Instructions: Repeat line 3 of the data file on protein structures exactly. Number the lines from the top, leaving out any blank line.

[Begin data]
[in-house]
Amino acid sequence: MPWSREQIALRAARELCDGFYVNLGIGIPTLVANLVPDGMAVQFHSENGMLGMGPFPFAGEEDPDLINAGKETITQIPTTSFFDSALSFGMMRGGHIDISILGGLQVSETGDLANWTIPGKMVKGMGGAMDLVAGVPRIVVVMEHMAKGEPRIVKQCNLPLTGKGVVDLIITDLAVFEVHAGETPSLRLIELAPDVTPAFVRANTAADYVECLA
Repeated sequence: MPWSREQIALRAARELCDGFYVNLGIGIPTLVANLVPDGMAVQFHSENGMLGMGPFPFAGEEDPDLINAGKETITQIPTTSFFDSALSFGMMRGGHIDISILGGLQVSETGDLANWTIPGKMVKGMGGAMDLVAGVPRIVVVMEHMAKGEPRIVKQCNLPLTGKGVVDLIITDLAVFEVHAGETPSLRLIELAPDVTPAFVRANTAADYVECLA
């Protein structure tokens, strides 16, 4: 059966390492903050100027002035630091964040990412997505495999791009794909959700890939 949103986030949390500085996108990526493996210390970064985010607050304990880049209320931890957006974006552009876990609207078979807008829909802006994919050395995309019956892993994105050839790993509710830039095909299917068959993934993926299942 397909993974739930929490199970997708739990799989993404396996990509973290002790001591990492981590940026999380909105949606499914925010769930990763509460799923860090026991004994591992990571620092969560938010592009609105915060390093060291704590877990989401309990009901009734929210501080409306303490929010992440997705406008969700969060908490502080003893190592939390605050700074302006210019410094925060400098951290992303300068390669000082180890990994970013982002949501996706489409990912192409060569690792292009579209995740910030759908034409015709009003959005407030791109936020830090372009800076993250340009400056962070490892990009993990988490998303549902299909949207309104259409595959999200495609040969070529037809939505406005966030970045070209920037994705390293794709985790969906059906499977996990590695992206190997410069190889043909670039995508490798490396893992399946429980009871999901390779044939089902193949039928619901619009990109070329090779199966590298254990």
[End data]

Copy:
Repeated sequence: MPWSREQIALRAARELCDGFYVNLGIGIPTLVANLVPDGMAVQFHSENGMLGMGPFPFAGEEDPDLINAGKETITQIPTTSFFDSALSFGMMRGGHIDISILGGLQVSETGDLANWTIPGKMVKGMGGAMDLVAGVPRIVVVMEHMAKGEPRIVKQCNLPLTGKGVVDLIITDLAVFEVHAGETPSLRLIELAPDVTPAFVRANTAADYVECLA